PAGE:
Several countries have suspended the vaccine
The director of the Oxford Vaccine Group on Monday said there was no link between the vaccine it developed with AstraZeneca and blood clotting in people who got vaccinated against coronavirus after several countries suspended its use.
Andrew Pollard said there was “reassuring evidence that there has not been an increase in a blood clot phenomenon here in the UK, where most of the doses in Europe been given so far”.
“It’s absolutely critical that we don’t have a problem of not vaccinating people and have the balance of a huge risk, a known risk of Covid, against what appears so far from the data that we’ve got from the regulators–no signal of a problem,” he told BBC radio, reported AFP.
Ireland and the Netherlands on Sunday became the latest countries to suspend their use of the Oxford/AstraZeneca vaccine out of precaution.
There is no need for countries to stop using the AstraZeneca-Oxford COVID-19 vaccine over blood clot fears, the World Health Organization had said Saturday.
The WHO says its vaccines advisory committee is examining the safety data coming in but stressed that no causal link has been established between the AstraZeneca vaccine and clotting, reported AFP.
India–whose Serum Institute is manufacturing and supplying the AstraZeneca shot to middle and low-income countries through COVAX–says it will carry out a deeper review of post-vaccination side effects next week. Government officials have reportedly said no cases of blood clots have been reported so far.
Many countries recently suspended the vaccine after reports emerged of people developing blood clots post-vaccination.
Bulgaria put vaccination on hold after a woman died on Friday hours after receiving the vaccine. The Italian Medicines Agency on Thursday banned the use of batch ABV2856 of the vaccine in Italy after reports of some “serious adverse events”.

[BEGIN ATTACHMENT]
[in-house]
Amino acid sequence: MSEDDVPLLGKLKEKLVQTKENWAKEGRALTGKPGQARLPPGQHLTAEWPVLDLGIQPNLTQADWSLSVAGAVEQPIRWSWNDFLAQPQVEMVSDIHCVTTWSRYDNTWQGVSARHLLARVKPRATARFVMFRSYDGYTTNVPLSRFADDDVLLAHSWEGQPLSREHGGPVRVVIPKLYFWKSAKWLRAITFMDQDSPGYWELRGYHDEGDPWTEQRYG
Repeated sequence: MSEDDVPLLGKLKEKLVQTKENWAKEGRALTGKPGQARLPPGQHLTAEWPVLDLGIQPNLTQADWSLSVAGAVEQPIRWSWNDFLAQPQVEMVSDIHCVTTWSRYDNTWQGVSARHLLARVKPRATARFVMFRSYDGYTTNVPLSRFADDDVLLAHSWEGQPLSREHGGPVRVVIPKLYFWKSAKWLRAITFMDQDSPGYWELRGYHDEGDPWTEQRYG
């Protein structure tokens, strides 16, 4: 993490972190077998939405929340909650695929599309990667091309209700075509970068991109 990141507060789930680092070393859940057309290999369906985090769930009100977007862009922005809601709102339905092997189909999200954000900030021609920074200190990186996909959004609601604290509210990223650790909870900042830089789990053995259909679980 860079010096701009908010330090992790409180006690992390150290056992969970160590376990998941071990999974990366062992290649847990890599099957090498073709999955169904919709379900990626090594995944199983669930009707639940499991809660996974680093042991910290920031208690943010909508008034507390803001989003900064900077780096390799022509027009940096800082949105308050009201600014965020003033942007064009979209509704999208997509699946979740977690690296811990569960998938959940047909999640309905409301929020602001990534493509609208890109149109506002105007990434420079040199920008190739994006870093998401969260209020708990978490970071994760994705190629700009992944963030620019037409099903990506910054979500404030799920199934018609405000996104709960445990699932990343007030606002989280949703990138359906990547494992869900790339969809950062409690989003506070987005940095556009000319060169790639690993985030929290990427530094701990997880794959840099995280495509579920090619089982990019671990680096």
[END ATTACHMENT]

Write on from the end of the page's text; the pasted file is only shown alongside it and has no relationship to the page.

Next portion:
At least 12 European countries and Thailand have paused their campaigns until further safety information becomes available.
The European Medicines Agency is investigating the reported side effects.
Thailand is the first country in Asia to suspend the vaccine. The country’s Prime Minister Prayuth Chan-ocha and other government officials were supposed to receive the AstraZeneca shot Friday morning, but the event was postponed.
“To slow down or to pause vaccinations to investigate is a common medical practice,” said Anutin Charnviraku, the country’s deputy prime minister and health minister, on Facebook. He added that the government’s vaccine management committee had taken action to ensure “the maximum safety of the public”.
The EMA released a statement on its investigation on Thursday. It said that as of March 10, there were 30 reported cases of thromboembolic events (blood clots) in around five million people vaccinated with the AstraZeneca vaccine.
“There is currently no indication that vaccination has caused these conditions, which are not listed as side effects with this vaccine,” the statement added.
“The position of EMA’s safety committee PRAC is that the vaccine’s benefits continue to outweigh its risks and the vaccine can continue to be administered while investigation of cases of thromboembolic events is ongoing.”
This story was first published on March 13, 4:17pm.